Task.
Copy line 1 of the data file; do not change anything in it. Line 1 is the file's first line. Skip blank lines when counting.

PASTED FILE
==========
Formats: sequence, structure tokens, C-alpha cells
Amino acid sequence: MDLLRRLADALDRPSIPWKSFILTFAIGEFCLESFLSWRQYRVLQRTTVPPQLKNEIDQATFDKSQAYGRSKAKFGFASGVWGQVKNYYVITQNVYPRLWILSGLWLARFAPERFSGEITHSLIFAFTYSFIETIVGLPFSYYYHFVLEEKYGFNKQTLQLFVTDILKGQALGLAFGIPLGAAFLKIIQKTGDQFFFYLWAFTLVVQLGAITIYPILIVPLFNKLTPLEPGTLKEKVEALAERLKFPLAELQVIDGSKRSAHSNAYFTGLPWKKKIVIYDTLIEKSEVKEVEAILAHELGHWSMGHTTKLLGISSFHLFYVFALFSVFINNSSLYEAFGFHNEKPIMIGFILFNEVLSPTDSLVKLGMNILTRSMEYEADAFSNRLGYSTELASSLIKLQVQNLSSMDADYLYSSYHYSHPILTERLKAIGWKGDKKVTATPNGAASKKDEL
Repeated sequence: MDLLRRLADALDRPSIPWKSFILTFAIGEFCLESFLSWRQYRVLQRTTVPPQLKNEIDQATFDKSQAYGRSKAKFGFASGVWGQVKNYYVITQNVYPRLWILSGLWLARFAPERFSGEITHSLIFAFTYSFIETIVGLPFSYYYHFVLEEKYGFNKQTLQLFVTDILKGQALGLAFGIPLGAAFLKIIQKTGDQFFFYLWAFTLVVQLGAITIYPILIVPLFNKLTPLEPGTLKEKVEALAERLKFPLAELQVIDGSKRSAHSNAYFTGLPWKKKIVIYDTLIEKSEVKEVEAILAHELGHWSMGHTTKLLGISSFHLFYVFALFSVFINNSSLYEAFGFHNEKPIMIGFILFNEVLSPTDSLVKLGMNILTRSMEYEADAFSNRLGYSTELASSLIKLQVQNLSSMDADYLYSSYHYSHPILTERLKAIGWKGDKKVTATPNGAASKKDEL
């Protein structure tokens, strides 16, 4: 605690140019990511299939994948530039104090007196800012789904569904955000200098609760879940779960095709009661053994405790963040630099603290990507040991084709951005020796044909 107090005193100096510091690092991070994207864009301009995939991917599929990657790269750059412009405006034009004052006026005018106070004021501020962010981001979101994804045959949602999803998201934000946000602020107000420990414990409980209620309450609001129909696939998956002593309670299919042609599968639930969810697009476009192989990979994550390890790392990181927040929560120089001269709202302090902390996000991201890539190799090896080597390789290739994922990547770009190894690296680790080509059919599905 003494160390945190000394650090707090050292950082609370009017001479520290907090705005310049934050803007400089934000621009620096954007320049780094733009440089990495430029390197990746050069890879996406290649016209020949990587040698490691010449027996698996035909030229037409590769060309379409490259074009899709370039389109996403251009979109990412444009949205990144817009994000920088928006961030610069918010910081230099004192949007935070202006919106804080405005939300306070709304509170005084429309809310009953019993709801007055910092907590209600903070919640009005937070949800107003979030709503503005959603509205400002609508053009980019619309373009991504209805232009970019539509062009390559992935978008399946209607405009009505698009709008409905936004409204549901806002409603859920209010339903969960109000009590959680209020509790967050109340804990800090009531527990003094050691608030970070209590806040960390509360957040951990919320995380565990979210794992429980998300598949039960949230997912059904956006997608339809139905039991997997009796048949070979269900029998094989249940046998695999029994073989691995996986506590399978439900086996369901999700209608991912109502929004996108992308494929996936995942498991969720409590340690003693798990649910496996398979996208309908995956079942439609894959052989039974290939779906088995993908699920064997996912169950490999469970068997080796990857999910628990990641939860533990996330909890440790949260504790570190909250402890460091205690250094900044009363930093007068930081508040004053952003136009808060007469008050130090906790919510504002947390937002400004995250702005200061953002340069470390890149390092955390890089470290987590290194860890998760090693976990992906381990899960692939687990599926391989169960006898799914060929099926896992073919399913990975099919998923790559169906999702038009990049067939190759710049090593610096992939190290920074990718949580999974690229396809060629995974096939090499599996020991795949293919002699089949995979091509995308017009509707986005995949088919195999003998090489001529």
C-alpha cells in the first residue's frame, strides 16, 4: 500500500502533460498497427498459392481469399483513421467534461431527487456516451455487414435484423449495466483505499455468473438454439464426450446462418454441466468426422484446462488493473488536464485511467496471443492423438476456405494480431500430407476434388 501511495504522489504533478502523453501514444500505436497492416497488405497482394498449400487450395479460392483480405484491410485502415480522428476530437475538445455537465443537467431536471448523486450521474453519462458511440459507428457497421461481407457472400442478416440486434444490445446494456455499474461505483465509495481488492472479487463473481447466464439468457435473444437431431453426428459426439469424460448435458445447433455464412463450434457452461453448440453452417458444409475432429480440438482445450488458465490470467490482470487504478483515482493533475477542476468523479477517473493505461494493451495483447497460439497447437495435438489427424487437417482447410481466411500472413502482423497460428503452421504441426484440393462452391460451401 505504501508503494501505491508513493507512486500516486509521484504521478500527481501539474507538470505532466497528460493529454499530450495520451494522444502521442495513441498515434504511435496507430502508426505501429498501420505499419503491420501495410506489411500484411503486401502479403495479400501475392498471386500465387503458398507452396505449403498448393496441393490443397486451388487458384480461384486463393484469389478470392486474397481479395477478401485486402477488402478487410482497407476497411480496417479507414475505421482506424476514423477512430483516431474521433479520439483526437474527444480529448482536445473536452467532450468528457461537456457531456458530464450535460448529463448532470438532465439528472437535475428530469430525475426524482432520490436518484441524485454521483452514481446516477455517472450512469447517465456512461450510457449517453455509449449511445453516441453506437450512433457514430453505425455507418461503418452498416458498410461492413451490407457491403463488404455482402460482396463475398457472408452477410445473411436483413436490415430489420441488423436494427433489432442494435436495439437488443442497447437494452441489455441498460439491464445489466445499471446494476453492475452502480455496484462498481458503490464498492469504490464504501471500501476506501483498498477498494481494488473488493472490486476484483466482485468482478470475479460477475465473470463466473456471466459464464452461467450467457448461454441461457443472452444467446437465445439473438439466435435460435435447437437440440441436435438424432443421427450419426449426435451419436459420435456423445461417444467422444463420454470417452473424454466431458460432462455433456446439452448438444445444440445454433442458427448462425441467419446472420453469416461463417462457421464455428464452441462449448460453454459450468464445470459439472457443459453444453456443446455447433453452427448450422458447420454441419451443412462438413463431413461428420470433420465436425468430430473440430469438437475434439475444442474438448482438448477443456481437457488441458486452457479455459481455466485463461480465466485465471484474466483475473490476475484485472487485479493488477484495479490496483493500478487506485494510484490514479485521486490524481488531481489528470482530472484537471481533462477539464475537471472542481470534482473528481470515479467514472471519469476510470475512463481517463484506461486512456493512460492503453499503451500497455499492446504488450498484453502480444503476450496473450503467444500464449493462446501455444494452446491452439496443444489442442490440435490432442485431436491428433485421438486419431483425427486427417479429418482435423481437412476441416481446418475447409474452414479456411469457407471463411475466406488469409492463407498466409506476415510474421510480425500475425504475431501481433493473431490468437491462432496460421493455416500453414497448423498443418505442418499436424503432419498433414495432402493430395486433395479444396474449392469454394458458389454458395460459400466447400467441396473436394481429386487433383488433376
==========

Formats: sequence, structure tokens, C-alpha cells